So, of course, despite all my precautions (no water before tour and multiple bathroom stops before pickup), after the off-roading, I asked a silly question “is there a bathroom stop tonight” (it was a 4-5 hour tour). As expected in the middle of nowhere, in the dark, away from town, the answer was no, but Halle could stop and I could be one with nature whenever I was ready. Argh! My dumb bladder! I saw a gas station (which was closed) and then nothing else (I kept praying a porta potty would magically appear somehow so I didn’t need to expose my southern assets to the Icelandic cold, in the fields, on the side of the road). Alas, as if a mirage in a desert, Halle said there was a roadside hotel a bit off course but he would stop (we were all happy to use the facilities). The small romantic boutique hotel was one that woke guests up in the middle of the night when the Northern Lights were active – so THANK YOU to Hotel Glymur for your hospitality!!
As we were leaving the parking lot we saw the white lights in the sky. It wasn’t much action but enough to make us happy up in the sky with a million stars. Frankly, if I only got to stare at the stars all night I would be happy.
But I Do Yoga!
After our bathroom stop, we met the group to look up in the sky. What I didn’t know but was learning quickly is that you can’t see the green or reds of the Northern Lights (your camera on a long exposure can but the naked eye can’t) so we would look up and see the white lights moving across the sky – a bit stronger movement than a shooting star. It was so dark that I couldn’t see anyone in front of me and there were close to forty people in front of me! The guides tried to help me set my camera but it was of no use but they also said “without a tripod, I probably couldn’t get a good shot as I need to stay still for at least 20 seconds for the long exposure”, I laughed and said “I do yoga, if I can hold a pose, I think I can hold my camera still”. So I asked the other passenger what he set his camera on and tried to mirror those settings the best I could. Here’s what I got – it’s noisy but given my camera ignorance and lack of tripod, I’m pretty happy there’s green. Again, just watching the stars and sky were pretty amazing.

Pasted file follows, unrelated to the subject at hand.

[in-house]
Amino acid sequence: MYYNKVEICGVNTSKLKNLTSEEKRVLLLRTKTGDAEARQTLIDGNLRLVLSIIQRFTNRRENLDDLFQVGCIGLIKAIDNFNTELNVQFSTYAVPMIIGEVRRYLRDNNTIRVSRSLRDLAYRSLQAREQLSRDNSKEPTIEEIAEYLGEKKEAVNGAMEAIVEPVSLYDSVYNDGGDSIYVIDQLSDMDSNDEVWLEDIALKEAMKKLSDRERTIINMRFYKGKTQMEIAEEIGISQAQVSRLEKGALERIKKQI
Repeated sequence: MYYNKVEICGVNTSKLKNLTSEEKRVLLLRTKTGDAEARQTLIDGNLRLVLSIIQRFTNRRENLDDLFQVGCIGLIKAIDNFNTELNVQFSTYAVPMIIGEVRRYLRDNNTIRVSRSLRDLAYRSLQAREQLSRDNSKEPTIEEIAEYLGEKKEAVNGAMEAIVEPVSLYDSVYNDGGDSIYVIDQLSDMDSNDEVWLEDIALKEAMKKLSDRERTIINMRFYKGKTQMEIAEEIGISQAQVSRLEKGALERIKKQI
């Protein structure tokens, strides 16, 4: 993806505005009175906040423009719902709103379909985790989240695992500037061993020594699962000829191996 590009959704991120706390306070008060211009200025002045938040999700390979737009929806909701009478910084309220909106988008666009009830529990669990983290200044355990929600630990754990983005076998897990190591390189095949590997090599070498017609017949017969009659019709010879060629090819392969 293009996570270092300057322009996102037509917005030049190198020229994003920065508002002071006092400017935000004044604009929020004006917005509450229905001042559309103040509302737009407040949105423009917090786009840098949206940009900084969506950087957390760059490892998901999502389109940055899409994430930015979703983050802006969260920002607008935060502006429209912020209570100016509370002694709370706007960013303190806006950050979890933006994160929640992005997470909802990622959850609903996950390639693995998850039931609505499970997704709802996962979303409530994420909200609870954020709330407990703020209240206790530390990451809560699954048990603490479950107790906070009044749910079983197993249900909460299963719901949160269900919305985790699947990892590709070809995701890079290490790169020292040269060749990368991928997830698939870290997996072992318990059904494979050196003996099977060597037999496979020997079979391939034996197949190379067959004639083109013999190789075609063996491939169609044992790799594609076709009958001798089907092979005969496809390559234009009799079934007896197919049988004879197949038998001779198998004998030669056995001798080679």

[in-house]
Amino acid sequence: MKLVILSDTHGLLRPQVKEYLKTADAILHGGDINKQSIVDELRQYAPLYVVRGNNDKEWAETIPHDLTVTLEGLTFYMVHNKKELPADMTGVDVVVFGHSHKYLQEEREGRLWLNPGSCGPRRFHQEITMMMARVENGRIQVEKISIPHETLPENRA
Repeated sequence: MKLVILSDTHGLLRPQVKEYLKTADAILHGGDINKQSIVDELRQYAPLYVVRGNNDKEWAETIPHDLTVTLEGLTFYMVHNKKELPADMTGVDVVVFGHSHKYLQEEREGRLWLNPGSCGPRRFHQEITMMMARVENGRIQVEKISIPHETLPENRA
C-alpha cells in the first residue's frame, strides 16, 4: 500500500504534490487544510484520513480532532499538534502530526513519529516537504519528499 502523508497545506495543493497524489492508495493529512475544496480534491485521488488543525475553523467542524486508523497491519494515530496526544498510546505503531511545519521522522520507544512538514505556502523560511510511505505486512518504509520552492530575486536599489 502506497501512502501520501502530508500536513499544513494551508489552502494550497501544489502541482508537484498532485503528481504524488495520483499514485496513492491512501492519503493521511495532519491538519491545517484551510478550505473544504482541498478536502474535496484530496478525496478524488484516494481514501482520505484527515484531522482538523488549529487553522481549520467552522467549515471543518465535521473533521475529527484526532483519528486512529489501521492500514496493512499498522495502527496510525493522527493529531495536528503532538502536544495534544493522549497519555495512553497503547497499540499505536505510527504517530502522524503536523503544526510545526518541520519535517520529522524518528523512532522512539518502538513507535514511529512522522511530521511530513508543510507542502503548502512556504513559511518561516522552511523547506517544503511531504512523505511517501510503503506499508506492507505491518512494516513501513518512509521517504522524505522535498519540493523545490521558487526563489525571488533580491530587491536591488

The group leader was taking photos of everyone with the lights behind but I missed my chance so I went back to the jeep to warm up and watch from inside. Others were partaking in the group hot chocolate and vodka – a nice touch of warmth!
The Unexpected Dance in the Fields
We had a long time in the field and it was late so the entire group was heading back. Halle forgot the step so we had to turn back to retrieve it which put us again far behind the group. Just like the bathroom sighting, our jeep saw activity in the sky and Halle radioed the leader. The group pulled over on the side of the road in another field and we regrouped there to wait and see what we think we saw.
WOW! A beam of light danced in the sky and then as if it were tearing the sky in half it cut a path across as if to say “let the show begin”.
In the background, I heard loud cheering (we were near the big bus lookout point and they were there for a few hours waiting) and I was pretty impressed as well. This time, I managed to find the group leader for that photo after I stayed still a few times with my camera to capture the dance in the sky. It was pretty cool to experience – while I thought I would see green, the white was impressive, the camera results were pretty cool too. The pictures that my mind took were just as memorable -putting the camera down to take in the experience is just as important.
Arriving back at the hotel near 2 a.m., I was spent and and also so excited having seen the Northern Lights that I barely napped before my alarm went off at 4:30 a.m.to get ready to go the airport for my London flight. Seeing the Northern Lights in Iceland, spending the extra for the private tour was well worth the lack of sleep, the fact that we had these crazy detours along the way that helped us find the lights, well, that’s just a “only happens to Sue” thing.